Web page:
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dc.contributor.authorRothchild, Alissa C.
dc.contributor.authorJayaraman, Pushpa
dc.contributor.authorNunes-Alves, Claudio
dc.contributor.authorBehar, Samuel M.
dc.date2022-08-11T08:08:30.000
dc.date.accessioned2022-08-23T15:57:26Z
dc.date.available2022-08-23T15:57:26Z
dc.date.issued2014-01-02
dc.date.submitted2014-10-20
dc.identifier.citationPLoS Pathog. 2014 Jan;10(1):e1003805. doi: 10.1371/journal.ppat.1003805. <a href="http://dx.doi.org/10.1371/journal.ppat.1003805">Link to article on publisher's site</a>
dc.identifier.issn1553-7366 (Linking)
dc.identifier.doi10.1371/journal.ppat.1003805
dc.identifier.pmid24391492
dc.identifier.urihttp://hdl.handle.net/20.500.14038/30195
dc.description.abstractInvariant natural killer T (iNKT) cells are activated during infection, but how they limit microbial growth is unknown in most cases. We investigated how iNKT cells suppress intracellular Mycobacterium tuberculosis (Mtb) replication. When co-cultured with infected macrophages, iNKT cell activation, as measured by CD25 upregulation and IFNgamma production, was primarily driven by IL-12 and IL-18. In contrast, iNKT cell control of Mtb growth was CD1d-dependent, and did not require IL-12, IL-18, or IFNgamma. This demonstrated that conventional activation markers did not correlate with iNKT cell effector function during Mtb infection. iNKT cell control of Mtb replication was also independent of TNF and cell-mediated cytotoxicity. By dissociating cytokine-driven activation and CD1d-restricted effector function, we uncovered a novel mediator of iNKT cell antimicrobial activity: GM-CSF. iNKT cells produced GM-CSF in vitro and in vivo in a CD1d-dependent manner during Mtb infection, and GM-CSF was both necessary and sufficient to control Mtb growth. Here, we have identified GM-CSF production as a novel iNKT cell antimicrobial effector function and uncovered a potential role for GM-CSF in T cell immunity against Mtb.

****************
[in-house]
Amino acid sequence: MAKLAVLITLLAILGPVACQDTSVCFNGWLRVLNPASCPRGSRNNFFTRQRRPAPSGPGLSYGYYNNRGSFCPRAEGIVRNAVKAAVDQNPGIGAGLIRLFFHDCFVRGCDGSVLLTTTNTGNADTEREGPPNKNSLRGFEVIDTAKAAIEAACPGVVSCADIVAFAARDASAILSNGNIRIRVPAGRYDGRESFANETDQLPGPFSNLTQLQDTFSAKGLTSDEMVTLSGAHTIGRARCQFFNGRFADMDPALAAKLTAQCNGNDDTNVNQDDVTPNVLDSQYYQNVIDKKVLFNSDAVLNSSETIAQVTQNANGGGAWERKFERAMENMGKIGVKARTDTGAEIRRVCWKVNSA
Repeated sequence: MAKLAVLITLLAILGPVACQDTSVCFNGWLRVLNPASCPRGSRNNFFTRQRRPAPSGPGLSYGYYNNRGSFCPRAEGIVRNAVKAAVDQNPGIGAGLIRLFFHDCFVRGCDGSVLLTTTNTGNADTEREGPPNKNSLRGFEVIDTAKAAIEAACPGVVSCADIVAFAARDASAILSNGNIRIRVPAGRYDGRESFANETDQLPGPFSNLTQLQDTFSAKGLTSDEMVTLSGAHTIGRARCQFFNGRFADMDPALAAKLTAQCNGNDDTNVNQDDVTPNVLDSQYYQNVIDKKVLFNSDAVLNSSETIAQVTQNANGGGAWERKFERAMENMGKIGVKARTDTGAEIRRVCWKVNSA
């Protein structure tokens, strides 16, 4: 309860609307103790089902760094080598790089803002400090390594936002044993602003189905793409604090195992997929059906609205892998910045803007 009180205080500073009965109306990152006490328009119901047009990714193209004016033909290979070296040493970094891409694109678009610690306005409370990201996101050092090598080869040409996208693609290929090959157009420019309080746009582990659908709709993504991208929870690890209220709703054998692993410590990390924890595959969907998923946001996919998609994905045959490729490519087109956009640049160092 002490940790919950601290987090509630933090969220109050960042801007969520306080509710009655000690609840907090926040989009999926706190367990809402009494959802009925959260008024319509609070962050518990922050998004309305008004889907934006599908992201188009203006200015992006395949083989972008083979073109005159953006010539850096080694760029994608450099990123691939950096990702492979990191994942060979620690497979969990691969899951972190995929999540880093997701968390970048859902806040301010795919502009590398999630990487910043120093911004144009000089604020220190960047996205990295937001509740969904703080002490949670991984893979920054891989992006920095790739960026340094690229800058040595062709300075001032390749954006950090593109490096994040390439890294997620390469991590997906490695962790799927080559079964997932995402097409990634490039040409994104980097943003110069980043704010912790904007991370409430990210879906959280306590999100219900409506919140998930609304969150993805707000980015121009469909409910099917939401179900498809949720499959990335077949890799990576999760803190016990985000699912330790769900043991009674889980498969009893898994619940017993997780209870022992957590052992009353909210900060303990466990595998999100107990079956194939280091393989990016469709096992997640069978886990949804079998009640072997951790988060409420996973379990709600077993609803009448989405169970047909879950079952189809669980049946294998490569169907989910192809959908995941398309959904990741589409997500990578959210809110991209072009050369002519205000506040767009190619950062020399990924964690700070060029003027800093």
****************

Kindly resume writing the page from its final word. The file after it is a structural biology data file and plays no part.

dc.language.isoen_US
dc.relation<a href="http://www.ncbi.nlm.nih.gov/entrez/query.fcgi?db=pubmed&cmd=Retrieve&list_uids=24391492&dopt=Abstract">Link to Article in PubMed</a>
dc.rights© 2014 Rothchild et al. This is an open-access article distributed under the terms of the <a href="http://creativecommons.org/licenses/by/4.0/">Creative Commons Attribution License</a>, which permits unrestricted use, distribution, and reproduction in any medium, provided the original author and source are credited.
dc.rights.urihttp://creativecommons.org/licenses/by/4.0/
dc.subjectBacteria
dc.subjectBacterial Infections and Mycoses
dc.subjectImmunopathology
dc.subjectPathogenic Microbiology
dc.titleiNKT cell production of GM-CSF controls Mycobacterium tuberculosis
dc.typeJournal Article
dc.source.journaltitlePLoS pathogens
dc.source.volume10
dc.source.issue1
dc.identifier.legacyfulltexthttps://escholarship.umassmed.edu/cgi/viewcontent.cgi?article=1440&amp;context=faculty_pubs&amp;unstamped=1
dc.identifier.legacycoverpagehttps://escholarship.umassmed.edu/faculty_pubs/441
dc.identifier.contextkey6251720
refterms.dateFOA2022-08-23T15:57:26Z
html.description.abstract<p>Invariant natural killer T (iNKT) cells are activated during infection, but how they limit microbial growth is unknown in most cases. We investigated how iNKT cells suppress intracellular Mycobacterium tuberculosis (Mtb) replication. When co-cultured with infected macrophages, iNKT cell activation, as measured by CD25 upregulation and IFNgamma production, was primarily driven by IL-12 and IL-18. In contrast, iNKT cell control of Mtb growth was CD1d-dependent, and did not require IL-12, IL-18, or IFNgamma. This demonstrated that conventional activation markers did not correlate with iNKT cell effector function during Mtb infection. iNKT cell control of Mtb replication was also independent of TNF and cell-mediated cytotoxicity. By dissociating cytokine-driven activation and CD1d-restricted effector function, we uncovered a novel mediator of iNKT cell antimicrobial activity: GM-CSF. iNKT cells produced GM-CSF in vitro and in vivo in a CD1d-dependent manner during Mtb infection, and GM-CSF was both necessary and sufficient to control Mtb growth. Here, we have identified GM-CSF production as a novel iNKT cell antimicrobial effector function and uncovered a potential role for GM-CSF in T cell immunity against Mtb.</p>
dc.identifier.submissionpathfaculty_pubs/441
dc.contributor.departmentDepartment of Microbiology and Physiological Systems
dc.source.pagese1003805


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© 2014 Rothchild et al. This is an open-access article distributed under the terms of the <a href="http://creativecommons.org/licenses/by/4.0/">Creative Commons Attribution License</a>, which permits unrestricted use, distribution, and reproduction in any medium, provided the original author and source are credited.
Except where otherwise noted, this item's license is described as © 2014 Rothchild et al. This is an open-access article distributed under the terms of the <a href="http://creativecommons.org/licenses/by/4.0/">Creative Commons Attribution License</a>, which permits unrestricted use, distribution, and reproduction in any medium, provided the original author and source are credited.